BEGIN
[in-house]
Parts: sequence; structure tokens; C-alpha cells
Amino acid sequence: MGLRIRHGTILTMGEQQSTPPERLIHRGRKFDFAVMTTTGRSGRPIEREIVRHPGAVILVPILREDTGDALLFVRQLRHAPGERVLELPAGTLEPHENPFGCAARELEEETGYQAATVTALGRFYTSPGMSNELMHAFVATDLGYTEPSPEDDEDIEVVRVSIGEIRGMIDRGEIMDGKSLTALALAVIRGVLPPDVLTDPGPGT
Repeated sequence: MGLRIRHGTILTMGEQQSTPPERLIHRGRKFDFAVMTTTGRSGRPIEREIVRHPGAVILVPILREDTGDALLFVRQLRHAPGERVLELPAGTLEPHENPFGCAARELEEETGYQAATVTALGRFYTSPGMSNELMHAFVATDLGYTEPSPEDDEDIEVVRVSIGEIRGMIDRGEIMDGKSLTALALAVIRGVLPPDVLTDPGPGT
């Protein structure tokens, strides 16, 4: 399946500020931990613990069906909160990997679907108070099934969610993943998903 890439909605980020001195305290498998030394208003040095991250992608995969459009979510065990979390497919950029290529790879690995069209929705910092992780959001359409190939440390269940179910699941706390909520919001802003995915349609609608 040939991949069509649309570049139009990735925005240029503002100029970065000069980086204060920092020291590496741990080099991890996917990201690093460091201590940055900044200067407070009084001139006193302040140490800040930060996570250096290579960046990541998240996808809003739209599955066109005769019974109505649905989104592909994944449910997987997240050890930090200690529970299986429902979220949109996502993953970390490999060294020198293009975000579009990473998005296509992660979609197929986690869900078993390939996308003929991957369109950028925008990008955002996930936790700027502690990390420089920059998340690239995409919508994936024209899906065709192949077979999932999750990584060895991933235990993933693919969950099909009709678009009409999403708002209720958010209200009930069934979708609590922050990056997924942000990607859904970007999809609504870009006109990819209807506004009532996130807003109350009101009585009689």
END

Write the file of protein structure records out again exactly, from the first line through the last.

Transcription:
[in-house]
Parts: sequence; structure tokens; C-alpha cells
Amino acid sequence: MGLRIRHGTILTMGEQQSTPPERLIHRGRKFDFAVMTTTGRSGRPIEREIVRHPGAVILVPILREDTGDALLFVRQLRHAPGERVLELPAGTLEPHENPFGCAARELEEETGYQAATVTALGRFYTSPGMSNELMHAFVATDLGYTEPSPEDDEDIEVVRVSIGEIRGMIDRGEIMDGKSLTALALAVIRGVLPPDVLTDPGPGT
Repeated sequence: MGLRIRHGTILTMGEQQSTPPERLIHRGRKFDFAVMTTTGRSGRPIEREIVRHPGAVILVPILREDTGDALLFVRQLRHAPGERVLELPAGTLEPHENPFGCAARELEEETGYQAATVTALGRFYTSPGMSNELMHAFVATDLGYTEPSPEDDEDIEVVRVSIGEIRGMIDRGEIMDGKSLTALALAVIRGVLPPDVLTDPGPGT
């Protein structure tokens, strides 16, 4: 399946500020931990613990069906909160990997679907108070099934969610993943998903 890439909605980020001195305290498998030394208003040095991250992608995969459009979510065990979390497919950029290529790879690995069209929705910092992780959001359409190939440390269940179910699941706390909520919001802003995915349609609608 040939991949069509649309570049139009990735925005240029503002100029970065000069980086204060920092020291590496741990080099991890996917990201690093460091201590940055900044200067407070009084001139006193302040140490800040930060996570250096290579960046990541998240996808809003739209599955066109005769019974109505649905989104592909994944449910997987997240050890930090200690529970299986429902979220949109996502993953970390490999060294020198293009975000579009990473998005296509992660979609197929986690869900078993390939996308003929991957369109950028925008990008955002996930936790700027502690990390420089920059998340690239995409919508994936024209899906065709192949077979999932999750990584060895991933235990993933693919969950099909009709678009009409999403708002209720958010209200009930069934979708609590922050990056997924942000990607859904970007999809609504870009006109990819209807506004009532996130807003109350009101009585009689």